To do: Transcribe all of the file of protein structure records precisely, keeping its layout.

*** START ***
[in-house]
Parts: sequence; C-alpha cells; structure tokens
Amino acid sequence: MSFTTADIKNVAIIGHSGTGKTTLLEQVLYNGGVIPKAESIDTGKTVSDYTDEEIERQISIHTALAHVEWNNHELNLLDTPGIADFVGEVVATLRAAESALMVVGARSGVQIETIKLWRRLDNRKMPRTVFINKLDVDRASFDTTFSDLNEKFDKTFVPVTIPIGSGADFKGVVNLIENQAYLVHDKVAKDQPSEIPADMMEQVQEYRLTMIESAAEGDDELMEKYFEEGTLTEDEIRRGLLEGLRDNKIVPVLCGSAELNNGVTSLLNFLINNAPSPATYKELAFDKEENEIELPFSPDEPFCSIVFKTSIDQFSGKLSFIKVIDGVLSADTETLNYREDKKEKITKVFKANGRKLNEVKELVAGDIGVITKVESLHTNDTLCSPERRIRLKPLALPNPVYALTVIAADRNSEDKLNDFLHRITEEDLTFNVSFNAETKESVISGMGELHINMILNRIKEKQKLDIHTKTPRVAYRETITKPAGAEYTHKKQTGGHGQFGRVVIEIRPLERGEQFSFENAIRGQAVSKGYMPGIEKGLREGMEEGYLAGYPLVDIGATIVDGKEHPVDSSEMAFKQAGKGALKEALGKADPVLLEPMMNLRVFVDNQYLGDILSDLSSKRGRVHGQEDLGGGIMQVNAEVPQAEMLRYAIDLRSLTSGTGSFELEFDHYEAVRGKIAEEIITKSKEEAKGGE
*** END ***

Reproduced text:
[in-house]
Parts: sequence; C-alpha cells; structure tokens
Amino acid sequence: MSFTTADIKNVAIIGHSGTGKTTLLEQVLYNGGVIPKAESIDTGKTVSDYTDEEIERQISIHTALAHVEWNNHELNLLDTPGIADFVGEVVATLRAAESALMVVGARSGVQIETIKLWRRLDNRKMPRTVFINKLDVDRASFDTTFSDLNEKFDKTFVPVTIPIGSGADFKGVVNLIENQAYLVHDKVAKDQPSEIPADMMEQVQEYRLTMIESAAEGDDELMEKYFEEGTLTEDEIRRGLLEGLRDNKIVPVLCGSAELNNGVTSLLNFLINNAPSPATYKELAFDKEENEIELPFSPDEPFCSIVFKTSIDQFSGKLSFIKVIDGVLSADTETLNYREDKKEKITKVFKANGRKLNEVKELVAGDIGVITKVESLHTNDTLCSPERRIRLKPLALPNPVYALTVIAADRNSEDKLNDFLHRITEEDLTFNVSFNAETKESVISGMGELHINMILNRIKEKQKLDIHTKTPRVAYRETITKPAGAEYTHKKQTGGHGQFGRVVIEIRPLERGEQFSFENAIRGQAVSKGYMPGIEKGLREGMEEGYLAGYPLVDIGATIVDGKEHPVDSSEMAFKQAGKGALKEALGKADPVLLEPMMNLRVFVDNQYLGDILSDLSSKRGRVHGQEDLGGGIMQVNAEVPQAEMLRYAIDLRSLTSGTGSFELEFDHYEAVRGKIAEEIITKSKEEAKGGE